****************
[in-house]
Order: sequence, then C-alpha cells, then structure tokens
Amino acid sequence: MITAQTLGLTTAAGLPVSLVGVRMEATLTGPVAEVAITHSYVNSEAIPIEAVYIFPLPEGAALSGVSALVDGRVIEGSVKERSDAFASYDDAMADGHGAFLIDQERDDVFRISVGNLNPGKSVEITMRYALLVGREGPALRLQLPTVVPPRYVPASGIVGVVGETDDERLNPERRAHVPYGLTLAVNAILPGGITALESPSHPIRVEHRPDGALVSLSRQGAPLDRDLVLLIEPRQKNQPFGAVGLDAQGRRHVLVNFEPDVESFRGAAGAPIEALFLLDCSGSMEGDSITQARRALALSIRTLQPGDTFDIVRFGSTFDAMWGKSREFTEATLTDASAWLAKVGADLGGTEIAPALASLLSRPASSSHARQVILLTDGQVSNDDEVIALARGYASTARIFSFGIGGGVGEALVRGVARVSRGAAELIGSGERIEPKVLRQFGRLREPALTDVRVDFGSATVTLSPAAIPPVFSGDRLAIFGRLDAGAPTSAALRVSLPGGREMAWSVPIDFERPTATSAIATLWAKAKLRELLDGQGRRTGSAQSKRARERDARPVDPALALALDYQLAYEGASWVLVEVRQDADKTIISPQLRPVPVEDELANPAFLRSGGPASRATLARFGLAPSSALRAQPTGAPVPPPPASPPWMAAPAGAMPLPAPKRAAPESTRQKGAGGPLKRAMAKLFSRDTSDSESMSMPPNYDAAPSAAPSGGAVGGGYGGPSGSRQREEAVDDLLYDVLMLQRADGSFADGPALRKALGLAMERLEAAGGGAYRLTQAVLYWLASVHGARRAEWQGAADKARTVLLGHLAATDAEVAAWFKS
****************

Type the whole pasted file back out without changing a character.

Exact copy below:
[in-house]
Order: sequence, then C-alpha cells, then structure tokens
Amino acid sequence: MITAQTLGLTTAAGLPVSLVGVRMEATLTGPVAEVAITHSYVNSEAIPIEAVYIFPLPEGAALSGVSALVDGRVIEGSVKERSDAFASYDDAMADGHGAFLIDQERDDVFRISVGNLNPGKSVEITMRYALLVGREGPALRLQLPTVVPPRYVPASGIVGVVGETDDERLNPERRAHVPYGLTLAVNAILPGGITALESPSHPIRVEHRPDGALVSLSRQGAPLDRDLVLLIEPRQKNQPFGAVGLDAQGRRHVLVNFEPDVESFRGAAGAPIEALFLLDCSGSMEGDSITQARRALALSIRTLQPGDTFDIVRFGSTFDAMWGKSREFTEATLTDASAWLAKVGADLGGTEIAPALASLLSRPASSSHARQVILLTDGQVSNDDEVIALARGYASTARIFSFGIGGGVGEALVRGVARVSRGAAELIGSGERIEPKVLRQFGRLREPALTDVRVDFGSATVTLSPAAIPPVFSGDRLAIFGRLDAGAPTSAALRVSLPGGREMAWSVPIDFERPTATSAIATLWAKAKLRELLDGQGRRTGSAQSKRARERDARPVDPALALALDYQLAYEGASWVLVEVRQDADKTIISPQLRPVPVEDELANPAFLRSGGPASRATLARFGLAPSSALRAQPTGAPVPPPPASPPWMAAPAGAMPLPAPKRAAPESTRQKGAGGPLKRAMAKLFSRDTSDSESMSMPPNYDAAPSAAPSGGAVGGGYGGPSGSRQREEAVDDLLYDVLMLQRADGSFADGPALRKALGLAMERLEAAGGGAYRLTQAVLYWLASVHGARRAEWQGAADKARTVLLGHLAATDAEVAAWFKS